How to practice gratitude: 8 tried and tested tips

Hey you! So... you're thinking about giving gratitude a try. You want to start a gratitude practice but don’t know how. Don’t worry, I got ya! In Growing Gratitude I give an in-depth look into dozens of ways to practice gratitude and the step-by-step actions you can take to implement your chosen gratitude practice, but today I'll show you 8 tried and tested (by me!) tips.

Some of these practices are simple and accessible. Others are more challenging or they make more of an impact and therefore aren’t suitable for everyday use. Personally, I like some methods more so than others. Out of these eight gratitude practices, I’m sure there is one that speaks to you the most.

How to Practice Gratitude: 8 Tried and Tested Tips - Wanna go from stressed-out to blissed-out? Being grateful is a guaranteed way to take your stress level down a notch, which is something all of us creatives and business owners need, right?! There are many ways to practice gratitude. Click through to find out which methods I tried and tested, from the good, old fashioned gratitude journal to apps, letters, and buckets. 'Buckets?!', you say... Follow the link to find out what that (and the other ways to practice gratitude) is.

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Gratitude list

 

Duh, this one seems obvious! If you’ve been following me on Instagram you know I write a daily gratitude list. Each day I jot down three things I’ve felt grateful for that day. You can vary with both the frequency of writing your list and the number of items on your list. Writing a short daily gratitude list works best for me, but writing down ten things your grateful for once each week works as well. Use a gratitude journal or simply a pretty notebook, whatever works best for you.

 

Reminder: You can find free gratitude journals in the library. Get access here.

 

Memories

 

“Gratitude is the memory of the heart” is a French expression. One of the ways to practice gratitude is remembering those who walk beside you and show you their kindness: a mentor, a dear friend, your fifth grade teacher, a grandmother who showed you her wisdom. The simple exercise of bringing up memories about that special someone can increase your feelings of gratitude.

 

Thank-you letter

 

Write a thank-you letter to someone who has made a positive and lasting impression on your life. Then, take it one step further if you dare. Instead of mailing the letter, visit that person, hand him or her the letter personally, and explain why you wrote it. If you really want to maximize the impact of the letter, read it aloud to that person.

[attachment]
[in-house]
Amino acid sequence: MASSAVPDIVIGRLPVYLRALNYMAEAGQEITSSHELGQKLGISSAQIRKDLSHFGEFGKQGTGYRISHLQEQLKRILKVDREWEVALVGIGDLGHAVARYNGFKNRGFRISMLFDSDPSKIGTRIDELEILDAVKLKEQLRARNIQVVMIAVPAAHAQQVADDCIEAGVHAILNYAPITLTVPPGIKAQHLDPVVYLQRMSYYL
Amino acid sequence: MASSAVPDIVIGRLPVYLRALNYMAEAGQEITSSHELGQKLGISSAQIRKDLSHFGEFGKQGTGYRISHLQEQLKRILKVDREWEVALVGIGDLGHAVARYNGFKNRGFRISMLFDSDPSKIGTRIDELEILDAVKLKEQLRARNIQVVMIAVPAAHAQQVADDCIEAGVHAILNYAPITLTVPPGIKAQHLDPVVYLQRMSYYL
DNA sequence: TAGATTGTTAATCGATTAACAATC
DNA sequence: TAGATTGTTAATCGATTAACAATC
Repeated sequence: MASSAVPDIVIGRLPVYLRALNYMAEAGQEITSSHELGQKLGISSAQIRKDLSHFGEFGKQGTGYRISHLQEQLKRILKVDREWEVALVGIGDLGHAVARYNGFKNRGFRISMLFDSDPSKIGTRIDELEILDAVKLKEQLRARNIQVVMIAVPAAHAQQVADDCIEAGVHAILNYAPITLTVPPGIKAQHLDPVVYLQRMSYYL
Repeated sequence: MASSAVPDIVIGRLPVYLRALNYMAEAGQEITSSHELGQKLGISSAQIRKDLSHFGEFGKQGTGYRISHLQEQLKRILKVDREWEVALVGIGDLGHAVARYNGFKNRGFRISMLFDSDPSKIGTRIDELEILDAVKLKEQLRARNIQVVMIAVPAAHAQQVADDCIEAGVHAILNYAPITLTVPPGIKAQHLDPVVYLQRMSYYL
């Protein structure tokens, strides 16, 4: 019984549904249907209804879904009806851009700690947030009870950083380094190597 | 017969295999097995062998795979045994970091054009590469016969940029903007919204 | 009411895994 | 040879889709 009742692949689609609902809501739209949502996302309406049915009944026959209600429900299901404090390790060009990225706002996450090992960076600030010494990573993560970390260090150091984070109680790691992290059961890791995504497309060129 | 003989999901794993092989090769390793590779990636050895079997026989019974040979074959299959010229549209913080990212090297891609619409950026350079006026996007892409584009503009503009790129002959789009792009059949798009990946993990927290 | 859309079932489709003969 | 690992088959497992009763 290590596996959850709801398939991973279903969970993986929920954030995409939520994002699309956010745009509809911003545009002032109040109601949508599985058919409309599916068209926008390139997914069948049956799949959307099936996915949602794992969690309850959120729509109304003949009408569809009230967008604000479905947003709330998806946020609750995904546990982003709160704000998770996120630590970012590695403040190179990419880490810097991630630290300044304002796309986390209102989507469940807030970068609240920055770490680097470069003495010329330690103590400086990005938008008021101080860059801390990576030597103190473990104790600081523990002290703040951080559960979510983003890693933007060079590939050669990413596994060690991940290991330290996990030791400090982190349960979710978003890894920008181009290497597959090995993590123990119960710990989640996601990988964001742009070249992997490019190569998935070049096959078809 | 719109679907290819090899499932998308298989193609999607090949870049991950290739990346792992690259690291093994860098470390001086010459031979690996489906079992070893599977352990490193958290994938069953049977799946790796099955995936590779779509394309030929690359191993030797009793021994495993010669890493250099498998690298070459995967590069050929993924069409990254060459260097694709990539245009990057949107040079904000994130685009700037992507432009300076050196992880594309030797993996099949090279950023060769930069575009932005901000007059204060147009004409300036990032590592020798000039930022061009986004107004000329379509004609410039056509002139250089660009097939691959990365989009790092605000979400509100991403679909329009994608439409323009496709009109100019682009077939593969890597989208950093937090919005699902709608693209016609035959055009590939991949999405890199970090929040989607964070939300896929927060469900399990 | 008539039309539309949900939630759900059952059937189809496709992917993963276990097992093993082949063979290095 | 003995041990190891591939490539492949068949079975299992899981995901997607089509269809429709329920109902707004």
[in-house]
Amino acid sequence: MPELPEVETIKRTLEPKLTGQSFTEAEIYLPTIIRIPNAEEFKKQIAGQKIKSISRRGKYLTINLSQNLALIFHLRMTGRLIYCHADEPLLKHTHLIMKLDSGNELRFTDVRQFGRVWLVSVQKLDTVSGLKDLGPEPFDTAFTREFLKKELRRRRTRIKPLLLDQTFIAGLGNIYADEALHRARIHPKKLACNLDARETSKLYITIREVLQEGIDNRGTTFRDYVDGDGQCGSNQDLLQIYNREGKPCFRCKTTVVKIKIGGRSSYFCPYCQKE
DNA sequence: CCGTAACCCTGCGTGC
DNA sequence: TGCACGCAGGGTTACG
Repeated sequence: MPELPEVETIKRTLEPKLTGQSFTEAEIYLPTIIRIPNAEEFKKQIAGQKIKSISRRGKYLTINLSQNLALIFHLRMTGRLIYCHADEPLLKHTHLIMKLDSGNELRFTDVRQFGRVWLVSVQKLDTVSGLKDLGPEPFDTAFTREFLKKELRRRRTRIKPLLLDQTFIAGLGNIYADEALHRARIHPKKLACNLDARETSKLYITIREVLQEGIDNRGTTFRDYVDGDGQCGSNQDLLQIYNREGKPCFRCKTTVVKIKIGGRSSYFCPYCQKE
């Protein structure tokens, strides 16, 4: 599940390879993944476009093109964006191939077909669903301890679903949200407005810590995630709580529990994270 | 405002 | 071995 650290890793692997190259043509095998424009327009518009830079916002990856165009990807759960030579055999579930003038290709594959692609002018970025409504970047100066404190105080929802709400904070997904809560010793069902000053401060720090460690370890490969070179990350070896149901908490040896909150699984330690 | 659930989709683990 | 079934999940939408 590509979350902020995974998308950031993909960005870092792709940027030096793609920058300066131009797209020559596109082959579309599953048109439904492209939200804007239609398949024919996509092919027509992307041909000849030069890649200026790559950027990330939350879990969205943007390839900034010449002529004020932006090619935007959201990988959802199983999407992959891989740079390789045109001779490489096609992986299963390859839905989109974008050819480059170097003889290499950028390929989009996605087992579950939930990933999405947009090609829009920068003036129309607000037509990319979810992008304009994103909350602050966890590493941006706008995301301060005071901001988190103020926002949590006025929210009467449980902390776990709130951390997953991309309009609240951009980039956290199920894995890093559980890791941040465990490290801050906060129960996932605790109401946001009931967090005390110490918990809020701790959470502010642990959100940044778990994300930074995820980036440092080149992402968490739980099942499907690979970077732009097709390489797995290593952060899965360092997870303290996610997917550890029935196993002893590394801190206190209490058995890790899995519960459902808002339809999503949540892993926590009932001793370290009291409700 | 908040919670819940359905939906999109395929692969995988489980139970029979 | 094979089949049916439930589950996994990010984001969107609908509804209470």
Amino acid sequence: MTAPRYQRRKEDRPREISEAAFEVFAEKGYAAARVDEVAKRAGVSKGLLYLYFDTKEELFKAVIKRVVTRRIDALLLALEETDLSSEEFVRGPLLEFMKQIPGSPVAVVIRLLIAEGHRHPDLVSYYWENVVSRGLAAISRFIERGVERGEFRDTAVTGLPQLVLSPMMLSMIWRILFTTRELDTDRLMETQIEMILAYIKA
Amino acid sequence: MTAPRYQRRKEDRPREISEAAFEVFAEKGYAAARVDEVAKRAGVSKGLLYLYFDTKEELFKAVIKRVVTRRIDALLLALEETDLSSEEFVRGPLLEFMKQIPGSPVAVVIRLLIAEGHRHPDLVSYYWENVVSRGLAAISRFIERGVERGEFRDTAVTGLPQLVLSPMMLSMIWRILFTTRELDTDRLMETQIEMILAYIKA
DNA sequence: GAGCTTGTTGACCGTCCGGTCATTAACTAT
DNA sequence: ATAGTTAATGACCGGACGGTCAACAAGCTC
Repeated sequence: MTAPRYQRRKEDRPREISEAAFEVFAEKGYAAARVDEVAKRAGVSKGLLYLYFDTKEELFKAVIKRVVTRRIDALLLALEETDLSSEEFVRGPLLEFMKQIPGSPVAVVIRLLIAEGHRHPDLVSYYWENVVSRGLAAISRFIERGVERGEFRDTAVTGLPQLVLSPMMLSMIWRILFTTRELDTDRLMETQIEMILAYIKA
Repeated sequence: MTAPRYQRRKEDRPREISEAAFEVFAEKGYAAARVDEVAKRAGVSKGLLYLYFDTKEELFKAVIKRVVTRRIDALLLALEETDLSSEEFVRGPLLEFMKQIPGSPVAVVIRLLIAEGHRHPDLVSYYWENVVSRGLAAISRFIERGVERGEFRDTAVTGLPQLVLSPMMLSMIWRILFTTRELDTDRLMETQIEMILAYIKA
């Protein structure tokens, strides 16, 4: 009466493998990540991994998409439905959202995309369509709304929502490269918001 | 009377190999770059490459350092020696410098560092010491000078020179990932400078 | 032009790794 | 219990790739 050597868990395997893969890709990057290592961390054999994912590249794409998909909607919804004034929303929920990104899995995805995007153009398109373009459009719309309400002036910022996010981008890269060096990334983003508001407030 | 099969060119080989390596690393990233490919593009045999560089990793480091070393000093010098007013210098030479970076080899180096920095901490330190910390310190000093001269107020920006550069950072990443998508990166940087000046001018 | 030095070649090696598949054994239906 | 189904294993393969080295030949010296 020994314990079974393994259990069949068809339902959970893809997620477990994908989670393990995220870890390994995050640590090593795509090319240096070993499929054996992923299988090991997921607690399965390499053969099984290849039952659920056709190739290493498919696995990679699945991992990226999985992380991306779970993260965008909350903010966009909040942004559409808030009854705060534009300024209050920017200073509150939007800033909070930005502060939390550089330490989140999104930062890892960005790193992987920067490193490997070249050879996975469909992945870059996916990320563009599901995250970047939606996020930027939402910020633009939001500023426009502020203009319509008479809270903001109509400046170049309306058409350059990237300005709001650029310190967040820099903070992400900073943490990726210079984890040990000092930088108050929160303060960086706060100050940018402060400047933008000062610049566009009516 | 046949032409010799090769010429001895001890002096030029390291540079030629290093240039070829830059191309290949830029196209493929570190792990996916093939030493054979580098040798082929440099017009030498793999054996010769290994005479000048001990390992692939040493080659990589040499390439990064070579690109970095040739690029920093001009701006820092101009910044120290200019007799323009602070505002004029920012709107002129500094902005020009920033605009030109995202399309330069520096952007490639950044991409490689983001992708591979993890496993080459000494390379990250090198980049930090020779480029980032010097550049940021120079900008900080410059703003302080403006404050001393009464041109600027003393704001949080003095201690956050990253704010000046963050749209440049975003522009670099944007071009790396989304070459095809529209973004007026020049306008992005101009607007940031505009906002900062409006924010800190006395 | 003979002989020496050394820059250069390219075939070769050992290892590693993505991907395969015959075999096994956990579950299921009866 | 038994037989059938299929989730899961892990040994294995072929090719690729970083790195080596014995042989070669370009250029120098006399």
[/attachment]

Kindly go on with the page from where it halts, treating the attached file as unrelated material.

Pay it forward

 

Imagine this… someone has done you a favor or a kindness. You want to give back to that person, but - whatever idea you hatch - it falls flat compared to that person’s kind gesture. What you can do is help someone else in the same way that this person’s helped you. Sometimes the best way to thank someone is by paying it forward.

 

Gratitude bucket

 

Have you ever wanted to thank someone  in a spectacular fashion, but had no idea how to do that? In that case, a gratitude bucket may be the answer. Okay, I hear ya thinkin’: “A gratitude bucket? What IS that?!”

The Gratitude Bucket is a website. This site makes it possible for you to easily create a personal space for that special someone where you (and anyone you invite) can express your gratitude. It’s like you fill a bucket with appreciation, except it's a digital one. Take a look at the Gratitude Bucket website here.

 

Apps

 

Another approach to practicing gratitude is through using an app on your phone or tablet. Search for ‘gratitude journal’ in Google Play or the App Store. You’ll find at least ten different (free) apps, like Gratitude Journal App, Happy Tapper, Gratitude Diary or Day One.  

If you’re a paper notebook aficionado you're probably like 'no way Jose'. But if your phone is a permanent fixture in your hand, this might be THE best gratitude practice for you.  

 
 

At the dinner table

 

This is an excellent way to practice gratitude with other people - your family or friends. Each person expressing three things they're grateful for makes telling each other about your day a lot more meaningful. Added bonus is that you get to know each other better.

 

Gratitude beads

 

For centuries prayer necklaces have shown up in different cultures around the world. The rosary is a well-known example. Use a rosary, a bracelet that has special meaning for you or a string of beads as a gratitude reminder. Count your blessings bead by bead. Every time you touch the beads or that piece of jewellery, it’s a reminder to focus your attention on something that you’re grateful for.

 
 

If you want to start your gratitude practice and learn about all the different ways and methods - written, visual, and creative practices, practices linked to your existing habits, and physical exercises that express gratitude - then my ebook Growing Gratitude is just for you. Find out more about Growing Gratitude here.

 

Have you put one or more of these methods to practice? Which one do you prefer? Let me know what you think!

 
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